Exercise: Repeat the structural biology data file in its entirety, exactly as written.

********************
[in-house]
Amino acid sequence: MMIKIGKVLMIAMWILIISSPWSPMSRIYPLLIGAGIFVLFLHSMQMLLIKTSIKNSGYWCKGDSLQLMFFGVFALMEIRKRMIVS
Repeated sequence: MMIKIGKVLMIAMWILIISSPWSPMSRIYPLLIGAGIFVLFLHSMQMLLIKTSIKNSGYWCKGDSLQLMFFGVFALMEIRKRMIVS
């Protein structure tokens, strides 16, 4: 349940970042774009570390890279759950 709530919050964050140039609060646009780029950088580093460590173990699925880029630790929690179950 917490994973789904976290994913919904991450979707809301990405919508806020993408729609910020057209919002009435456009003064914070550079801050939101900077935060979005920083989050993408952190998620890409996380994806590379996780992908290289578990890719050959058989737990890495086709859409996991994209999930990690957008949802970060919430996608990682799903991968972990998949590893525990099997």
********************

[in-house]
Amino acid sequence: MMIKIGKVLMIAMWILIISSPWSPMSRIYPLLIGAGIFVLFLHSMQMLLIKTSIKNSGYWCKGDSLQLMFFGVFALMEIRKRMIVS
Repeated sequence: MMIKIGKVLMIAMWILIISSPWSPMSRIYPLLIGAGIFVLFLHSMQMLLIKTSIKNSGYWCKGDSLQLMFFGVFALMEIRKRMIVS
């Protein structure tokens, strides 16, 4: 349940970042774009570390890279759950 709530919050964050140039609060646009780029950088580093460590173990699925880029630790929690179950 917490994973789904976290994913919904991450979707809301990405919508806020993408729609910020057209919002009435456009003064914070550079801050939101900077935060979005920083989050993408952190998620890409996380994806590379996780992908290289578990890719050959058989737990890495086709859409996991994209999930990690957008949802970060919430996608990682799903991968972990998949590893525990099997």